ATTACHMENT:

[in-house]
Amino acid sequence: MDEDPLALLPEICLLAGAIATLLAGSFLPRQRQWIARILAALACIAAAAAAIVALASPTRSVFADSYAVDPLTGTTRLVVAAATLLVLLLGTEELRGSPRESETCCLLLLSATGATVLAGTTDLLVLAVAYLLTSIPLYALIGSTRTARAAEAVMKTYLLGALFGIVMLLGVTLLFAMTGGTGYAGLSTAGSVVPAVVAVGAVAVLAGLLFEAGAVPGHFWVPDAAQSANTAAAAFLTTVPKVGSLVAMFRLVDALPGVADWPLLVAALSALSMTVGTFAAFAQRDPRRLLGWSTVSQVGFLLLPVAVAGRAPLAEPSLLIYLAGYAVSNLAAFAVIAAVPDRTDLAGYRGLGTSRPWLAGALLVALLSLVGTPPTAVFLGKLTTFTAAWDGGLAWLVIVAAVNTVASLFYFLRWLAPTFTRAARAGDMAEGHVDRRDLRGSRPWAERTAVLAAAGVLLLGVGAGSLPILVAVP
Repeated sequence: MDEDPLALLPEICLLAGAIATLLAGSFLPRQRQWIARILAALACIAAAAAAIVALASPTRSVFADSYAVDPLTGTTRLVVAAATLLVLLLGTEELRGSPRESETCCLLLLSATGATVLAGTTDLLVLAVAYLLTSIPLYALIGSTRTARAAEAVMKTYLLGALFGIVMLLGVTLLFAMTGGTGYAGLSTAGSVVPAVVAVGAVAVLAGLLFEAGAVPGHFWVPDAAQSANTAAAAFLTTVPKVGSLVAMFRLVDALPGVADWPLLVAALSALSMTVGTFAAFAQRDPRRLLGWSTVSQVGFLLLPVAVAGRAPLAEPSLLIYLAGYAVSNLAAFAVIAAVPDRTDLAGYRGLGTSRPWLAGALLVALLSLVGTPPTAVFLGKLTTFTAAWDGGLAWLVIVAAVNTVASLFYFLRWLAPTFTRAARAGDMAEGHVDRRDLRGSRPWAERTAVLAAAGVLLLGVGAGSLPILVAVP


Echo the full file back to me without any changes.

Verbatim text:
[in-house]
Amino acid sequence: MDEDPLALLPEICLLAGAIATLLAGSFLPRQRQWIARILAALACIAAAAAAIVALASPTRSVFADSYAVDPLTGTTRLVVAAATLLVLLLGTEELRGSPRESETCCLLLLSATGATVLAGTTDLLVLAVAYLLTSIPLYALIGSTRTARAAEAVMKTYLLGALFGIVMLLGVTLLFAMTGGTGYAGLSTAGSVVPAVVAVGAVAVLAGLLFEAGAVPGHFWVPDAAQSANTAAAAFLTTVPKVGSLVAMFRLVDALPGVADWPLLVAALSALSMTVGTFAAFAQRDPRRLLGWSTVSQVGFLLLPVAVAGRAPLAEPSLLIYLAGYAVSNLAAFAVIAAVPDRTDLAGYRGLGTSRPWLAGALLVALLSLVGTPPTAVFLGKLTTFTAAWDGGLAWLVIVAAVNTVASLFYFLRWLAPTFTRAARAGDMAEGHVDRRDLRGSRPWAERTAVLAAAGVLLLGVGAGSLPILVAVP
Repeated sequence: MDEDPLALLPEICLLAGAIATLLAGSFLPRQRQWIARILAALACIAAAAAAIVALASPTRSVFADSYAVDPLTGTTRLVVAAATLLVLLLGTEELRGSPRESETCCLLLLSATGATVLAGTTDLLVLAVAYLLTSIPLYALIGSTRTARAAEAVMKTYLLGALFGIVMLLGVTLLFAMTGGTGYAGLSTAGSVVPAVVAVGAVAVLAGLLFEAGAVPGHFWVPDAAQSANTAAAAFLTTVPKVGSLVAMFRLVDALPGVADWPLLVAALSALSMTVGTFAAFAQRDPRRLLGWSTVSQVGFLLLPVAVAGRAPLAEPSLLIYLAGYAVSNLAAFAVIAAVPDRTDLAGYRGLGTSRPWLAGALLVALLSLVGTPPTAVFLGKLTTFTAAWDGGLAWLVIVAAVNTVASLFYFLRWLAPTFTRAARAGDMAEGHVDRRDLRGSRPWAERTAVLAAAGVLLLGVGAGSLPILVAVP